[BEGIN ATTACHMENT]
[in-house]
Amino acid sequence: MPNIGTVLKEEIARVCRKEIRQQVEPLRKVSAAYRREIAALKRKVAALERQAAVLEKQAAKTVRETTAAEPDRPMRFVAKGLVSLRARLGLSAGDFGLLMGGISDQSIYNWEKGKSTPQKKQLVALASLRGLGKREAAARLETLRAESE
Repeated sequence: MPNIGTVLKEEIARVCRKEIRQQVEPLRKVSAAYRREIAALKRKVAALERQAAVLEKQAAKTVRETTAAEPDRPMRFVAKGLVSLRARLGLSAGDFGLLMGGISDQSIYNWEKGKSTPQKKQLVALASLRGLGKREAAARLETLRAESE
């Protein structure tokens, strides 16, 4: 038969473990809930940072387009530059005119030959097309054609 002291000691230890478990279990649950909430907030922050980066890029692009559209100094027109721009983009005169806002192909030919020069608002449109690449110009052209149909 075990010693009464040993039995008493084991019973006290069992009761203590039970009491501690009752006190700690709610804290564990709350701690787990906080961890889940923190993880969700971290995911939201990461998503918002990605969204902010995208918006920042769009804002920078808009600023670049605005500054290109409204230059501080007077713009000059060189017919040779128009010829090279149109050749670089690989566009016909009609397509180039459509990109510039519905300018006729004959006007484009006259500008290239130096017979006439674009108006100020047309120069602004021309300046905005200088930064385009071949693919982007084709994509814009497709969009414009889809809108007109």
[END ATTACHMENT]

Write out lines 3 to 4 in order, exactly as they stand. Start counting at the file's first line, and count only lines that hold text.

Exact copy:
Repeated sequence: MPNIGTVLKEEIARVCRKEIRQQVEPLRKVSAAYRREIAALKRKVAALERQAAVLEKQAAKTVRETTAAEPDRPMRFVAKGLVSLRARLGLSAGDFGLLMGGISDQSIYNWEKGKSTPQKKQLVALASLRGLGKREAAARLETLRAESE
């Protein structure tokens, strides 16, 4: 038969473990809930940072387009530059005119030959097309054609 002291000691230890478990279990649950909430907030922050980066890029692009559209100094027109721009983009005169806002192909030919020069608002449109690449110009052209149909 075990010693009464040993039995008493084991019973006290069992009761203590039970009491501690009752006190700690709610804290564990709350701690787990906080961890889940923190993880969700971290995911939201990461998503918002990605969204902010995208918006920042769009804002920078808009600023670049605005500054290109409204230059501080007077713009000059060189017919040779128009010829090279149109050749670089690989566009016909009609397509180039459509990109510039519905300018006729004959006007484009006259500008290239130096017979006439674009108006100020047309120069602004021309300046905005200088930064385009071949693919982007084709994509814009497709969009414009889809809108007109």